Why Authors Need Proof Copies



Hi Readers! If you missed last week’s blog post, Proof Copies for Authors, you can read it here to learn more about what proof copies are and a few of your options for ordering them. As Amazon KDP’s website explains, “Proof copies are snapshots of how your paperback would print before it goes through our quality review. You can check for grammatical errors, typos, and formatting. You can also review images or graphics to make sure they meet your expectations.” This week’s blog post is going to focus on a few of the reasons authors need proofs and why it is especially important for indie authors.


1. Proofreading.

It is important to note that proof copies are not the final version of the book. One of the reasons you would order a proof is to check the book for spelling, grammar, or syntax errors, as well as any typos. Sometimes it is easier to spot these errors when you’re reading a physical book instead of trying to find mistakes on a computer screen.


2. Finding awkward wording.

When I ordered my first proof copy, I noticed several instances where I didn’t like the way a sentence was phrased or a line or dialogue suddenly sounded awkward. I believe the more times you read your book, the more you may want to change, so it is important to know when to stop editing. I used colored tabs to mark the pages where I wanted changes and wrote my notes directly in the book.


3. Formatting.

Formatting is essential to double check before publishing, especially if you formatted the book yourself and don’t have prior experience with formatting. My husband helped me figure out the paperback formatting because he has design experience. It was helpful to see how the font size, spacing, margins, etc. looked on the pages in the paperback, so I knew how it would appear to my readers and I could be certain they wouldn’t find anything that was off.


4. Cover design.

If you hired a professional book cover designer, then you should have nothing to worry about because they will know how to correctly design the cover. An experienced book cover designer will ask you questions such as the page count, POD company you’re publishing through, and what you want on the cover. These questions will ensure your book cover is designed according to the accurate page count so the paperback wrap will cover the spine completely. Each POD company has different specifications for the cover, so if these are adhered to, the book cover should turn out perfectly fine. Thankfully, I hired Mandi Lynn with Stone Ridge Books, who has tons of experience with designing book covers (and publishing), so my cover looks awesome!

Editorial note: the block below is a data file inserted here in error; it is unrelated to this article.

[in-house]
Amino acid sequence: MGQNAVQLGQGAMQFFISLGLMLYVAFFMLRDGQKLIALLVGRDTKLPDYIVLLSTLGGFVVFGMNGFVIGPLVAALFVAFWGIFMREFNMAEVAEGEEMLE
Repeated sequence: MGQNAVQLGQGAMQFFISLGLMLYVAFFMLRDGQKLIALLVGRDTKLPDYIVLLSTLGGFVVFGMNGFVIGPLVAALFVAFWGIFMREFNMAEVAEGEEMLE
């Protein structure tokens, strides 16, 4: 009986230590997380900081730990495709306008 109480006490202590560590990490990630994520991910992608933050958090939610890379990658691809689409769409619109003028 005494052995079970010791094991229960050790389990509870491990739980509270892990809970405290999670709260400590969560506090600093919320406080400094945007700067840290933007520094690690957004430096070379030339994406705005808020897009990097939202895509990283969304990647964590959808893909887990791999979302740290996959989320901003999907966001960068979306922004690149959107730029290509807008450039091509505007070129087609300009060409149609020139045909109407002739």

5. Final review.

If there is anything else you need to review in your book or on your cover before publishing, then making time for one last review of everything is a good idea. Amazon KDP, IngramSpark, Smashwords, Barnes and Noble Press, or any other POD company you choose to publish through is not going to double check these things for you. Therefore, it’s essential to order a proof and make sure your book is ready to be published.

As an indie author, all the responsibility is on you to ensure your book is ready for publishing. Of course, you can always outsource for certain parts of the publishing process, but you’re the one with your name attached to the book. If you recruit beta readers to read your book after writing a few drafts, self-edit based on their feedback, hire a professional editor, and then self-edit more, this will minimize the chance of your book having typos, grammar or spelling errors, or any glaring plot holes.


If you’re an author, do you order proof copies? Why do you think they’re important? As always, feel free to comment below with your own knowledge about self-publishing!

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